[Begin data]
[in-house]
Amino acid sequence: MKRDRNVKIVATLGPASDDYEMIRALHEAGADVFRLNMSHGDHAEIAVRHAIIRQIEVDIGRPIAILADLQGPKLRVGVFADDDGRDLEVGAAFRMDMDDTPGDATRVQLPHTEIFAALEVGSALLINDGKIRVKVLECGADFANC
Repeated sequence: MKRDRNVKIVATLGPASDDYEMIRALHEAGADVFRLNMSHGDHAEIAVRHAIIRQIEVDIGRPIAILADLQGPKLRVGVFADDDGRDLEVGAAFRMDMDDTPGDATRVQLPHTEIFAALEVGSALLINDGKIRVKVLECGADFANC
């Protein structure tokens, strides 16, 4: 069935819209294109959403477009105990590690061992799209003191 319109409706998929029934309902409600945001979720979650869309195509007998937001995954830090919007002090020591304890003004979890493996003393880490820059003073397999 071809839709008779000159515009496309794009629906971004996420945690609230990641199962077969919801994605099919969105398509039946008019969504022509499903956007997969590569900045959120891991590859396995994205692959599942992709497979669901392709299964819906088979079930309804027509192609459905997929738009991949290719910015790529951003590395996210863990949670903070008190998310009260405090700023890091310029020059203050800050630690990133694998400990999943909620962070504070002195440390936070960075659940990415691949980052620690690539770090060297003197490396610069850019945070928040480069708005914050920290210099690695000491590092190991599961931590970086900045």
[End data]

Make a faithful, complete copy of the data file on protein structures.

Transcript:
[in-house]
Amino acid sequence: MKRDRNVKIVATLGPASDDYEMIRALHEAGADVFRLNMSHGDHAEIAVRHAIIRQIEVDIGRPIAILADLQGPKLRVGVFADDDGRDLEVGAAFRMDMDDTPGDATRVQLPHTEIFAALEVGSALLINDGKIRVKVLECGADFANC
Repeated sequence: MKRDRNVKIVATLGPASDDYEMIRALHEAGADVFRLNMSHGDHAEIAVRHAIIRQIEVDIGRPIAILADLQGPKLRVGVFADDDGRDLEVGAAFRMDMDDTPGDATRVQLPHTEIFAALEVGSALLINDGKIRVKVLECGADFANC
């Protein structure tokens, strides 16, 4: 069935819209294109959403477009105990590690061992799209003191 319109409706998929029934309902409600945001979720979650869309195509007998937001995954830090919007002090020591304890003004979890493996003393880490820059003073397999 071809839709008779000159515009496309794009629906971004996420945690609230990641199962077969919801994605099919969105398509039946008019969504022509499903956007997969590569900045959120891991590859396995994205692959599942992709497979669901392709299964819906088979079930309804027509192609459905997929738009991949290719910015790529951003590395996210863990949670903070008190998310009260405090700023890091310029020059203050800050630690990133694998400990999943909620962070504070002195440390936070960075659940990415691949980052620690690539770090060297003197490396610069850019945070928040480069708005914050920290210099690695000491590092190991599961931590970086900045």